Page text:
Four roles of management and lawyers (Ichak Kalderon Adizes "Leading the Leaders")

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The first role that management must perform in any organization is to (P)roduce the desired results, making the organization effective in the short run. What are those results? It is to satisfy the needs of the clients for which the organization exists. Why are people coming to you? Why do they need you? What is the service they want? The (P)roducer's job is to satisfy this need. One way of measuring client satisfaction is by how many people come back to buy your competitive products or services.
The second role, to (A)dminister, means to see to it that the organizational processes are systematized: that there are procedures and that events happen in the right sequence with the right intensity. It is the role of (A)dministration to ensure efficiency in the short run.
If you satisfy your clients' needs at a price that is higher than the cost of satisfying them (P>A), the organization will be profitable in the short run.
What about the long run?
For the long run, management must perform a visionary role, ensuring that the organization takes the direction it needs to take. This role requires the organization to proact to constant change and thus renders the company effective over the long run. This is the (E)ntrepreneur's role, which combines creativity with the willingness to take risks. If the organization performs this role well, it will have the future services and/or products that its future clients will want and seek.
Finally, management must (I)ntegrate, which means to build a climate and a system of values that motivates the individuals in organization to work together so that no one is indispensable, rendering the company efficient in the long run.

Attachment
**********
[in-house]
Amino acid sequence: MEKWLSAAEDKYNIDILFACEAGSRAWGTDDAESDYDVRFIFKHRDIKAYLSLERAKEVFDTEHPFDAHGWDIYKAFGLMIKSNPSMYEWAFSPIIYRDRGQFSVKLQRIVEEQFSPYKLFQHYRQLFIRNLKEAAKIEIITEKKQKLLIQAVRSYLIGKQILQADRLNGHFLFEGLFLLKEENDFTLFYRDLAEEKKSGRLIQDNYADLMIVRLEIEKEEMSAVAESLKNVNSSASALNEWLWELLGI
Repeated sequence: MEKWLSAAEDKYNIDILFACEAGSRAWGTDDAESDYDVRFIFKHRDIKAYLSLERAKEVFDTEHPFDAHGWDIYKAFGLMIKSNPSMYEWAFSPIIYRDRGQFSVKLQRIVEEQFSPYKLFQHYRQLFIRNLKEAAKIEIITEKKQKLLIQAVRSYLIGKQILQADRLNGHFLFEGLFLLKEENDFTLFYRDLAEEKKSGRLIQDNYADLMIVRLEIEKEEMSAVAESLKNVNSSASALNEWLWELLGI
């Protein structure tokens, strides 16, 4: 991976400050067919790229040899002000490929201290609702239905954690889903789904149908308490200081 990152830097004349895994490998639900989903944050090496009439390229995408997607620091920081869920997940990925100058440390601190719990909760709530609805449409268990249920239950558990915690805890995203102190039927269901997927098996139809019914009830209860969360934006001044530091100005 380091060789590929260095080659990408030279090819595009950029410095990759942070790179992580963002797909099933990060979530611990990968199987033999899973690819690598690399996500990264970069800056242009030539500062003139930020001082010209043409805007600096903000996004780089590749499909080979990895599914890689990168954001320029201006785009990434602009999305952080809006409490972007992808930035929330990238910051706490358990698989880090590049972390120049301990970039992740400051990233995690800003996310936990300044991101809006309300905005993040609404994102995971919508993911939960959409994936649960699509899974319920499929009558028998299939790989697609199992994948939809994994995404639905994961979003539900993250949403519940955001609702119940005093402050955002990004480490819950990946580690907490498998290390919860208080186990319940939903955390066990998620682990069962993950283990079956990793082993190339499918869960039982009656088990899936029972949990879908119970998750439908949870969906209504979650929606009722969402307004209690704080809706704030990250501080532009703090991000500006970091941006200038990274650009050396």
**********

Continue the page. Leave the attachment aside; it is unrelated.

In any organization of any size, in any technology, in any culture, these four roles are necessary for good management. Any time one or more of these roles is not being performed, there will be mismanagement. If the (P) role is not performed well, clients will not be satisfied and sales will decline. If the (A) role is not performed well, the organization will have unnecessary waste. If the (E) role is not performed well, the organization will be late to market with its products or have new products that fail; and if the organization is badly (I)ntegrated, then when a leader leaves the company, it will experience a seizure.
And the pattern of mismanagement that will appear is a predictable, repetitive pattern all over the world, regardless of culture, regardless of technology, regardless of the size of the organization.
It is as if for organizational health, in the short and long run, we need four «vitamins»: (P), (A), (E), and (I). Any time one of them is missing, a predictable and identifiable organizational «disease» will become evident. However, if one knows how to «inject» the missing «vitamin,» the organization's performance can be improved and brought back to short- and long-term health.

As you freeze new ideas for the sake of efficiency, your ability to be proactive and effective in the long run will become limited. Policies,rules, and institutionalized behavior inhibit change. Thus (A) endangers (E). And vice versa: too much change hinders systematization, routinization, and order.
Let's look at (A)dministration/(I)ntegration incompatibility.
Which country has the fewest lawyers per capita? Japan. Their need for (A)dministration, with its strict rules and policies, is low, and that is because their (I)ntegration is high. In Japan there is a great deal of loyalty and interdependence in business. Corporations offer lifetime employment and a family environment. They take care of each other; they are guided more by their culture than by their legal institutions.
Now, which country has the most lawyers per capita? The United States. (A) is very high and growing; our court system is overloaded. We rely on external intervention to solve our interdependency problems. Our (I) is low.